Captivating is the history of this house. A five-bay Colonial Revival, it is one of a very few two-story hipped roof houses in Apalachicola. Today the home belongs to a seventh-generation “Apalachicolan” and her husband. Family photographs, furnishings, and mementoes from travels abroad are highlights. 


It is said that Dr. George Weems had this bungalow built for his eldest daughter and her husband in 1935. Luckily, the original builder’s specs came with the house. The wide front porch, with its distinctive arches, was added in the late 1990s along with custom kitchen cabinetry based on the original design.

Garden of Porter-Vail-Beck House

This Craftsman-style bungalow was a featured stop on the 2015 tour. This year we are invited to see the garden. Hollis Vail, a longtime owner of the home, established the landscape’s bones and major plantings. Come see how the work of the current owner and her talented friends complements Vail’s design.

Coxwell House

This newly built home in “The Hill” district represents three years of weekend work that culminated in a wedding ceremony on the front steps. The couple continues to work side-by-side in creating their vision – a modern home built using architectural salvage. Many of the found materials represent Apalachicola history.

The Susan Williams House

The welcome sign “Ah” says it all about this simple 
L-shaped structure that was brought back to life eight years ago. Built probably before 1870, the house’s original occupant was associated in an unknown way with the David G. Raney family. Learn more about the history of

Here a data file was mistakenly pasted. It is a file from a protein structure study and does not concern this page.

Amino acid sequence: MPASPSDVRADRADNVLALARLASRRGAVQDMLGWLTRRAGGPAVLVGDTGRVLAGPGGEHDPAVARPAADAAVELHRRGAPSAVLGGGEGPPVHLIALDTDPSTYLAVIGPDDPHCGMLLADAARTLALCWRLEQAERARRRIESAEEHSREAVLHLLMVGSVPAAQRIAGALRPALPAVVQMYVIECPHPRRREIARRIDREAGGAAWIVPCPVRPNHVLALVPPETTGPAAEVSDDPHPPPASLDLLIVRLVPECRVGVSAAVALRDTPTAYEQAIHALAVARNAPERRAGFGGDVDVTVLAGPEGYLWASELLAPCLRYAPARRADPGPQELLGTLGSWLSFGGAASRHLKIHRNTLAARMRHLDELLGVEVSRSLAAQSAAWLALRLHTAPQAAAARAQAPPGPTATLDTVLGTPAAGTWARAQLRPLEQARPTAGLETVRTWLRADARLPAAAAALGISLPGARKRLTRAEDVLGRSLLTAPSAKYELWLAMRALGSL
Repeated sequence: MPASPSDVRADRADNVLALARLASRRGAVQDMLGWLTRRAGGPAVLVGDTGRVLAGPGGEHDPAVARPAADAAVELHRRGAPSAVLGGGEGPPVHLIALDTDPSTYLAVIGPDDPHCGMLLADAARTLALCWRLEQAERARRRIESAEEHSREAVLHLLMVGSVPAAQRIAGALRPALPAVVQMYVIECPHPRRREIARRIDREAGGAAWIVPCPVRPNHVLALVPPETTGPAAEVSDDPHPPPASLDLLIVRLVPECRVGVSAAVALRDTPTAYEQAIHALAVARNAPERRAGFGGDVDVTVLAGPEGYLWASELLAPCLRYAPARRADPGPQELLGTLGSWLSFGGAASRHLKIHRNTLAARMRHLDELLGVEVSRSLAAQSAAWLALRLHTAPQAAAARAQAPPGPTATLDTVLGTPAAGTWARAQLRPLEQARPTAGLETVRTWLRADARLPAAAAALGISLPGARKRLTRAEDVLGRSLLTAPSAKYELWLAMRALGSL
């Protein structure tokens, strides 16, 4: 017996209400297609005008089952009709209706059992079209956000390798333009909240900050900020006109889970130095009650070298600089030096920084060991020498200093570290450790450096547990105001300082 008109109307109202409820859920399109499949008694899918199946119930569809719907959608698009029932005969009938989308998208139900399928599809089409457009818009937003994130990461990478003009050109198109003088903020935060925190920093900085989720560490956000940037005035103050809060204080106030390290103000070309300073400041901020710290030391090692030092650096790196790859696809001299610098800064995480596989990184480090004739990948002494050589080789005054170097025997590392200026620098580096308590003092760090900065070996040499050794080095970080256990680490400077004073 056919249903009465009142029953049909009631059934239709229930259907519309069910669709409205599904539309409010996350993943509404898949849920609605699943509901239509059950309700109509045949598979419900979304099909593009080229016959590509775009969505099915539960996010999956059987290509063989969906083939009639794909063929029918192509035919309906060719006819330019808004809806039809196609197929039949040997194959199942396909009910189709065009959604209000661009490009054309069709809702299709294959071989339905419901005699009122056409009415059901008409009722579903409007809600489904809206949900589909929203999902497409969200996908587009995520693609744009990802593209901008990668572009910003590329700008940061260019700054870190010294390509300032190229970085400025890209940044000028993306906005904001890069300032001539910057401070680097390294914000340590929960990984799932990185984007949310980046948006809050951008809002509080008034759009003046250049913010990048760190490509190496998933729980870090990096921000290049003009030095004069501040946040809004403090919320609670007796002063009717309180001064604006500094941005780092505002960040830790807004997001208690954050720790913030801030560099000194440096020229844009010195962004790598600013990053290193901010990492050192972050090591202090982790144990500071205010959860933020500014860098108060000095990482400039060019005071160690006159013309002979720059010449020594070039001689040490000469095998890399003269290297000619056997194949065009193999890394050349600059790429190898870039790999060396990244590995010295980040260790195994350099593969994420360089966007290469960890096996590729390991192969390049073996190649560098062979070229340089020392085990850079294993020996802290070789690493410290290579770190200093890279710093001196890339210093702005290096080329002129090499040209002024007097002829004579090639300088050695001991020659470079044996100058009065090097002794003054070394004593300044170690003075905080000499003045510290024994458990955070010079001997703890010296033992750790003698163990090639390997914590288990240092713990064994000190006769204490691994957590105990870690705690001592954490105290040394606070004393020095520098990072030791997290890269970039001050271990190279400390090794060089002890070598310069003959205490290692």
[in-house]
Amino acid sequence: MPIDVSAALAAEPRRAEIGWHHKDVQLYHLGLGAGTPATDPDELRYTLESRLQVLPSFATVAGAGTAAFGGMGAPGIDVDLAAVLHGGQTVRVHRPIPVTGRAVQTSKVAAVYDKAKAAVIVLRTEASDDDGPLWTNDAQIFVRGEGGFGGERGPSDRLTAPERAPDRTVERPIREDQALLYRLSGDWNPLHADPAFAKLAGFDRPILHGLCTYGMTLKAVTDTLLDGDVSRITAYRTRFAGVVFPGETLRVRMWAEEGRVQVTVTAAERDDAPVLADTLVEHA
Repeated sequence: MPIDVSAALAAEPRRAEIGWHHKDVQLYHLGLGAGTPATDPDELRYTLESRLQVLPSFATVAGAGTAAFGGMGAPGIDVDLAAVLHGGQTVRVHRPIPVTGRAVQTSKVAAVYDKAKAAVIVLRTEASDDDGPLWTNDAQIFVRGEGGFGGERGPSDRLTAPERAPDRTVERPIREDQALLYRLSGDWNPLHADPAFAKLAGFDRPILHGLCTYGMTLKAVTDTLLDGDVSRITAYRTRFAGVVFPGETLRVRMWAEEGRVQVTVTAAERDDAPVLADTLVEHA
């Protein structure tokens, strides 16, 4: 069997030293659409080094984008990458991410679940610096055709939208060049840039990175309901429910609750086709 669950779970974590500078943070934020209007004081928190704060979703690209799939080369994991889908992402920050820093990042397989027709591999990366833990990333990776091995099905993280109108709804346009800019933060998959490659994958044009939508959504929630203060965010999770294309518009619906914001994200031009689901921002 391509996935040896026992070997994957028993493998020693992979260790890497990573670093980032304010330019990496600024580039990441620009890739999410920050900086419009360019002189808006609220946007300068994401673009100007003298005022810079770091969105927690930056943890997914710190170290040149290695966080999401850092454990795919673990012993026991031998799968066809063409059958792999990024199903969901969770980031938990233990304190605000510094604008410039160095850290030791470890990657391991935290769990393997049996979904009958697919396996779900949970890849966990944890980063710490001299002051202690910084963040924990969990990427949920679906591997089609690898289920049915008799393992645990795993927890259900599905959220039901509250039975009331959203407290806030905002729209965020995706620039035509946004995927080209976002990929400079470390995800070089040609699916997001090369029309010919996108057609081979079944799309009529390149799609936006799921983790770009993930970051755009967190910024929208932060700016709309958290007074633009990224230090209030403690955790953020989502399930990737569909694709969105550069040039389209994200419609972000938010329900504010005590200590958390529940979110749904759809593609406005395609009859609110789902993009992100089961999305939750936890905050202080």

this creative home on tour day.


The Trinity Episcopal Rectory, one of George Marshall’s most interesting Colonial Revival structures, retains much of the Eastlake-influenced Queen Anne details. Constructed of local cypress and heart pine, Marshall built the dwelling in 1900 after the Ladies Guild of the Vestry raised $800.

Blue Heaven

As the third owners, the current homeowners are only the second ones to live in this bright dwelling they named Blue Heaven. During the refurbishment, the couple took great care to preserve the charm and unique characteristics of this 1938 English vernacular cottage-style bungalow.

Maddox-Wefing-Schoelles House

Refurbished materials and salvaged wood shine brightly in this five-bay Classic Revival Cottage. Initially restored for use as a weekend getaway, see how the current homeowners, a jewelry designer and her husband, innovatively make it their full-time home. And, learn the purpose of the interesting concrete block addition.

The Eclectic Garden

Community effort helps this eclectic garden and
gathering place grow. At the height of harvest, it isn’t unusual for 25 to 50 pounds of vegetables to be
gathered in a day. Come find out what compost makes
this soil so prolific and perhaps get ideas to make your own garden sculpture.